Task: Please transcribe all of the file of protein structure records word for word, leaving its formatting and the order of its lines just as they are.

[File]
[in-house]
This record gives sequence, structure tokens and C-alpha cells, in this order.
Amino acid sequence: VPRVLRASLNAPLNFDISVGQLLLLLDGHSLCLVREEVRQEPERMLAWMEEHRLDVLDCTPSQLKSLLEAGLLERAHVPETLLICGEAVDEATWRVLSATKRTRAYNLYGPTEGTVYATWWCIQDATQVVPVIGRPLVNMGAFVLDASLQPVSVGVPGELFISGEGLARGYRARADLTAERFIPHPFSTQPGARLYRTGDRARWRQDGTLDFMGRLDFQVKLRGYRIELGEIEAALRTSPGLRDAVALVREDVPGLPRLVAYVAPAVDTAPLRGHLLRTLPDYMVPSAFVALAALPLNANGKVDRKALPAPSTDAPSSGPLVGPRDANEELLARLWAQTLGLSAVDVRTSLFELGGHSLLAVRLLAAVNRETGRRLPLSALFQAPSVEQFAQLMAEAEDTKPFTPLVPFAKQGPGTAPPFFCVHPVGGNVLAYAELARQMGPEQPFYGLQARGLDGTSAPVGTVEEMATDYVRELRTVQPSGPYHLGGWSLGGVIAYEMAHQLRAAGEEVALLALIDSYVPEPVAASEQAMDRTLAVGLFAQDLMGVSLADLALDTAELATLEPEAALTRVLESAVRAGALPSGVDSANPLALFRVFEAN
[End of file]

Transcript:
[in-house]
This record gives sequence, structure tokens and C-alpha cells, in this order.
Amino acid sequence: VPRVLRASLNAPLNFDISVGQLLLLLDGHSLCLVREEVRQEPERMLAWMEEHRLDVLDCTPSQLKSLLEAGLLERAHVPETLLICGEAVDEATWRVLSATKRTRAYNLYGPTEGTVYATWWCIQDATQVVPVIGRPLVNMGAFVLDASLQPVSVGVPGELFISGEGLARGYRARADLTAERFIPHPFSTQPGARLYRTGDRARWRQDGTLDFMGRLDFQVKLRGYRIELGEIEAALRTSPGLRDAVALVREDVPGLPRLVAYVAPAVDTAPLRGHLLRTLPDYMVPSAFVALAALPLNANGKVDRKALPAPSTDAPSSGPLVGPRDANEELLARLWAQTLGLSAVDVRTSLFELGGHSLLAVRLLAAVNRETGRRLPLSALFQAPSVEQFAQLMAEAEDTKPFTPLVPFAKQGPGTAPPFFCVHPVGGNVLAYAELARQMGPEQPFYGLQARGLDGTSAPVGTVEEMATDYVRELRTVQPSGPYHLGGWSLGGVIAYEMAHQLRAAGEEVALLALIDSYVPEPVAASEQAMDRTLAVGLFAQDLMGVSLADLALDTAELATLEPEAALTRVLESAVRAGALPSGVDSANPLALFRVFEAN